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To Rose Page
August 4, 1923 President Harding’s Funeral Train
My dear Rose
This will be a hard letter to read, for it is a very hard letter to write, because the train shakes a good bit. I left San Francisco yesterday, very suddenly, to accompany General Pershing on the President’s special train taking Mr. Harding’s body back to Washington. So this is a very sad journey, though a very impressive one. At all the stations day or night the people, the very kindhearted and sympathetic people of America, stand in long silent lines, bareheaded. The boy and girl scouts, the veterans of our wars and the local military organizations, with their flags hung with mourning streamers, salute as the train rolls by without pause. In the observation vestibule at the rear, a guard of four soldiers, sailors and marines stand motionless on guard around the casket. It is all very solemn and impressive and will grow more so as we reach the more thickly populated country east of Kansas. The silence of the motionless throngs, the steady and uninterrupted progress of the train and the bared heads of the humblest workers along the railroad, marks this journey apart from all others I have taken.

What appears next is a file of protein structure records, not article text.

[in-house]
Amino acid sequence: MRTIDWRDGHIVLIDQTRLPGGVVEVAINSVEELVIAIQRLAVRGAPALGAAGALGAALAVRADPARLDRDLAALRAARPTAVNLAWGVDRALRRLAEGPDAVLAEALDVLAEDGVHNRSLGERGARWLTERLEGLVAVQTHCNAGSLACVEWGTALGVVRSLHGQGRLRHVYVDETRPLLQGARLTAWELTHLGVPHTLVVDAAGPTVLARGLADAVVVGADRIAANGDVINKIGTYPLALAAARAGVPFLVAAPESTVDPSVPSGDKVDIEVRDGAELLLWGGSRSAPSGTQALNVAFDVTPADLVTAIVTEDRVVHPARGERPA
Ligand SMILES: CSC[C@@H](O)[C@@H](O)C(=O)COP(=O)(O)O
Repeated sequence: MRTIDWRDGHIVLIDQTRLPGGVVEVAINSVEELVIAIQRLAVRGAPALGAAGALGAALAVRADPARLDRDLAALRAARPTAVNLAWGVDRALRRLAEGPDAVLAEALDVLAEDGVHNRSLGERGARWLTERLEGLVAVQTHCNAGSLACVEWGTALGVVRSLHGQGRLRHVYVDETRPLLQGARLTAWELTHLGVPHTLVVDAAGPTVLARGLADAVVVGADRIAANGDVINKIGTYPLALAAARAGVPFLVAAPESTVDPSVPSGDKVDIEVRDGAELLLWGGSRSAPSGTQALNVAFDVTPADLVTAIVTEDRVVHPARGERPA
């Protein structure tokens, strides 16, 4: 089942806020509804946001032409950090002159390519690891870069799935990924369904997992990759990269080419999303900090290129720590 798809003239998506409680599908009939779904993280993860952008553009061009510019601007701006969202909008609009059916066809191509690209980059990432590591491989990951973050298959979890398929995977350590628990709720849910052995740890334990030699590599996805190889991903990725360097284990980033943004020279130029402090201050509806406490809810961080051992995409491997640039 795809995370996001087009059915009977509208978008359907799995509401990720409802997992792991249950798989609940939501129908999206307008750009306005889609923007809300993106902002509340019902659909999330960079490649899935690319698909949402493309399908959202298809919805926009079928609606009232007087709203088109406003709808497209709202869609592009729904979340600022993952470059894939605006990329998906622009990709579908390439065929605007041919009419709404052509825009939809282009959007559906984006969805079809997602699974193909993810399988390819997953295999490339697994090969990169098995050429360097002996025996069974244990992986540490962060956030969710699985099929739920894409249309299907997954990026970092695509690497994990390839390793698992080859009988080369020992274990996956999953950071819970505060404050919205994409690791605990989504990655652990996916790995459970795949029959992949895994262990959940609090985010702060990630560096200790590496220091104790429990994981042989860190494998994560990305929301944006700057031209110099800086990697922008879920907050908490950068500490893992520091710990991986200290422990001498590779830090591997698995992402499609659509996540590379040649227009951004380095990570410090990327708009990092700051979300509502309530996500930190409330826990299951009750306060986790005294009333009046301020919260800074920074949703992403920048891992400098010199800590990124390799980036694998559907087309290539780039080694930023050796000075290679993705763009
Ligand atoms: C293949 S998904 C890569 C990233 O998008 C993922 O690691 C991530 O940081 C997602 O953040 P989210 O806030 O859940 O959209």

Wednesday afternoon [August 1] General Pershing and I motored 150 miles from Monterey to San Francisco, arriving about eight o clock. We called immediately on Mrs. Harding to inquire about the President. She was very cheerful and optimistic. The following evening, a short period after his sudden death, I sat in the same room listening to a meeting of four members of the President’s cabinet to determine what should be done.
This is not a very cheerful letter, Rosey, but I think you will be interested in what I have written.
With much love,
G. C. M.
Document Copy Text Source: Rose Page Wilson Papers, George C. Marshall Research Library, Lexington, Virginia.
Document Format: Handwritten letter signed.
Recommended Citation: The Papers of George Catlett Marshall, ed. Larry I. Bland and Sharon Ritenour Stevens (Lexington, Va.: The George C. Marshall Foundation, 1981- ). Electronic version based on The Papers of George Catlett Marshall, vol. 1, “The Soldierly Spirit,” December 1880-June 1939 (Baltimore and London: The Johns Hopkins University Press, 1981), pp. 233-234.